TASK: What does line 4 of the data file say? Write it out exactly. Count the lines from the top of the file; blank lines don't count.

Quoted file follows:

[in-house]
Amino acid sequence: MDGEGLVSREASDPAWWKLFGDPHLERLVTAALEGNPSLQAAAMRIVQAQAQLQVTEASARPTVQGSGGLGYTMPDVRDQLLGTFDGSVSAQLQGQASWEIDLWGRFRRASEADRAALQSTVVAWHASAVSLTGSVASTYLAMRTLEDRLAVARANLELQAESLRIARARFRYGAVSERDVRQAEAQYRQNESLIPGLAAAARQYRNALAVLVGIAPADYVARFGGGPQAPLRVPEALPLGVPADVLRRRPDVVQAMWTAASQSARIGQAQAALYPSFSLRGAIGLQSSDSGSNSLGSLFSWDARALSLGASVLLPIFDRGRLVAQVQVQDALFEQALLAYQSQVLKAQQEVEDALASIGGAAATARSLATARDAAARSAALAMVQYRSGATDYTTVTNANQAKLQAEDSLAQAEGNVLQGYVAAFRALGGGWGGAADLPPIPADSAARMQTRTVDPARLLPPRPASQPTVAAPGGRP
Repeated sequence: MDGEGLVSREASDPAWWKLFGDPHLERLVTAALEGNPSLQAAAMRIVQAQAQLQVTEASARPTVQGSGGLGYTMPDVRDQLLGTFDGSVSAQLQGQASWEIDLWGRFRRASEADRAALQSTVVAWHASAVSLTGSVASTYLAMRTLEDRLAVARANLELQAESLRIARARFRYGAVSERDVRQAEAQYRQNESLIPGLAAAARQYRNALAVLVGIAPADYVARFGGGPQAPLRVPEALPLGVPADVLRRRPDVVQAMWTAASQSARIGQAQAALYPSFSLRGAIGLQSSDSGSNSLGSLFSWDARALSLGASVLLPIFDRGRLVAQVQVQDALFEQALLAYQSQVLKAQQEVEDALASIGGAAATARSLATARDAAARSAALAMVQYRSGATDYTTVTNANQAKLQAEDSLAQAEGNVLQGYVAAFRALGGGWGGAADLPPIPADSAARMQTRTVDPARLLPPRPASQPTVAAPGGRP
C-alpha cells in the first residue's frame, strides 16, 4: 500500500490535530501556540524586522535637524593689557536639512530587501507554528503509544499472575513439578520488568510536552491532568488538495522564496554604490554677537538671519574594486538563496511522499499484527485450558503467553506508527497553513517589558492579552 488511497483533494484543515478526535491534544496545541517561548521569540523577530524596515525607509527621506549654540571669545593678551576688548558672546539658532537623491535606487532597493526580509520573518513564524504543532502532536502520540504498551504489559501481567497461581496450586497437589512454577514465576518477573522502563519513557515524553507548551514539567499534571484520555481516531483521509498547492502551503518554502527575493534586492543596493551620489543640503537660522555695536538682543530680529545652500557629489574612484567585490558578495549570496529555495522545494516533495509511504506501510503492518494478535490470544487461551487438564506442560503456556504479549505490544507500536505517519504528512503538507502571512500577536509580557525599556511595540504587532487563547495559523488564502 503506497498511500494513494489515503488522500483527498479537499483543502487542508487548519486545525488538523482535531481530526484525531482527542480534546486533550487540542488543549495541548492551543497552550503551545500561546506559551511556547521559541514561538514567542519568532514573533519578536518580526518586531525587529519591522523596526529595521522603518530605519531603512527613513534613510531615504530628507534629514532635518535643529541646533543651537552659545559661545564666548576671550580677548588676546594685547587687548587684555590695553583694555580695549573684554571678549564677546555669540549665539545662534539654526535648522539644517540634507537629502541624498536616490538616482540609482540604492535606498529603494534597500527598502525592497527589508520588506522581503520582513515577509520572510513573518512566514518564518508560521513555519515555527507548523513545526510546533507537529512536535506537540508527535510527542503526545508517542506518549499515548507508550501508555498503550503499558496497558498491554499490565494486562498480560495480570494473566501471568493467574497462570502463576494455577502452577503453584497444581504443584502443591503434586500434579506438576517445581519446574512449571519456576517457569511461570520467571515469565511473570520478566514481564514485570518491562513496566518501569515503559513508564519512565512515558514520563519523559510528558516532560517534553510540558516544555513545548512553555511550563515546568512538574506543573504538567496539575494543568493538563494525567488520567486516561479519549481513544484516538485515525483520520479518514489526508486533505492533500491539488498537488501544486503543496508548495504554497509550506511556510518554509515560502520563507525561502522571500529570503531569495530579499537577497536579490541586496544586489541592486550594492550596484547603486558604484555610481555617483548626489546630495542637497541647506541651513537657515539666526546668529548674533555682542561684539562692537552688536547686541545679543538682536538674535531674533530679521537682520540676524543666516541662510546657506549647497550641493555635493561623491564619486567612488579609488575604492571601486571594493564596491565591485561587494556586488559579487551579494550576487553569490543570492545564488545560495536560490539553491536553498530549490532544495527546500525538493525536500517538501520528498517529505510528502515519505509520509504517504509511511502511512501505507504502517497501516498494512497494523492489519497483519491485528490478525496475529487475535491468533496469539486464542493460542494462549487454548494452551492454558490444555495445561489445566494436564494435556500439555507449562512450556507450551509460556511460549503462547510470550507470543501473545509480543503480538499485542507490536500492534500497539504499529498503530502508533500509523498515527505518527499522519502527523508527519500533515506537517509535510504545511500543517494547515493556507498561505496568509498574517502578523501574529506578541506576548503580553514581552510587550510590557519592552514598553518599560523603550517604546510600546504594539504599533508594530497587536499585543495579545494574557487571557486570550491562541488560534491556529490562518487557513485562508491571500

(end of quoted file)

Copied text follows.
C-alpha cells in the first residue's frame, strides 16, 4: 500500500490535530501556540524586522535637524593689557536639512530587501507554528503509544499472575513439578520488568510536552491532568488538495522564496554604490554677537538671519574594486538563496511522499499484527485450558503467553506508527497553513517589558492579552 488511497483533494484543515478526535491534544496545541517561548521569540523577530524596515525607509527621506549654540571669545593678551576688548558672546539658532537623491535606487532597493526580509520573518513564524504543532502532536502520540504498551504489559501481567497461581496450586497437589512454577514465576518477573522502563519513557515524553507548551514539567499534571484520555481516531483521509498547492502551503518554502527575493534586492543596493551620489543640503537660522555695536538682543530680529545652500557629489574612484567585490558578495549570496529555495522545494516533495509511504506501510503492518494478535490470544487461551487438564506442560503456556504479549505490544507500536505517519504528512503538507502571512500577536509580557525599556511595540504587532487563547495559523488564502 503506497498511500494513494489515503488522500483527498479537499483543502487542508487548519486545525488538523482535531481530526484525531482527542480534546486533550487540542488543549495541548492551543497552550503551545500561546506559551511556547521559541514561538514567542519568532514573533519578536518580526518586531525587529519591522523596526529595521522603518530605519531603512527613513534613510531615504530628507534629514532635518535643529541646533543651537552659545559661545564666548576671550580677548588676546594685547587687548587684555590695553583694555580695549573684554571678549564677546555669540549665539545662534539654526535648522539644517540634507537629502541624498536616490538616482540609482540604492535606498529603494534597500527598502525592497527589508520588506522581503520582513515577509520572510513573518512566514518564518508560521513555519515555527507548523513545526510546533507537529512536535506537540508527535510527542503526545508517542506518549499515548507508550501508555498503550503499558496497558498491554499490565494486562498480560495480570494473566501471568493467574497462570502463576494455577502452577503453584497444581504443584502443591503434586500434579506438576517445581519446574512449571519456576517457569511461570520467571515469565511473570520478566514481564514485570518491562513496566518501569515503559513508564519512565512515558514520563519523559510528558516532560517534553510540558516544555513545548512553555511550563515546568512538574506543573504538567496539575494543568493538563494525567488520567486516561479519549481513544484516538485515525483520520479518514489526508486533505492533500491539488498537488501544486503543496508548495504554497509550506511556510518554509515560502520563507525561502522571500529570503531569495530579499537577497536579490541586496544586489541592486550594492550596484547603486558604484555610481555617483548626489546630495542637497541647506541651513537657515539666526546668529548674533555682542561684539562692537552688536547686541545679543538682536538674535531674533530679521537682520540676524543666516541662510546657506549647497550641493555635493561623491564619486567612488579609488575604492571601486571594493564596491565591485561587494556586488559579487551579494550576487553569490543570492545564488545560495536560490539553491536553498530549490532544495527546500525538493525536500517538501520528498517529505510528502515519505509520509504517504509511511502511512501505507504502517497501516498494512497494523492489519497483519491485528490478525496475529487475535491468533496469539486464542493460542494462549487454548494452551492454558490444555495445561489445566494436564494435556500439555507449562512450556507450551509460556511460549503462547510470550507470543501473545509480543503480538499485542507490536500492534500497539504499529498503530502508533500509523498515527505518527499522519502527523508527519500533515506537517509535510504545511500543517494547515493556507498561505496568509498574517502578523501574529506578541506576548503580553514581552510587550510590557519592552514598553518599560523603550517604546510600546504594539504599533508594530497587536499585543495579545494574557487571557486570550491562541488560534491556529490562518487557513485562508491571500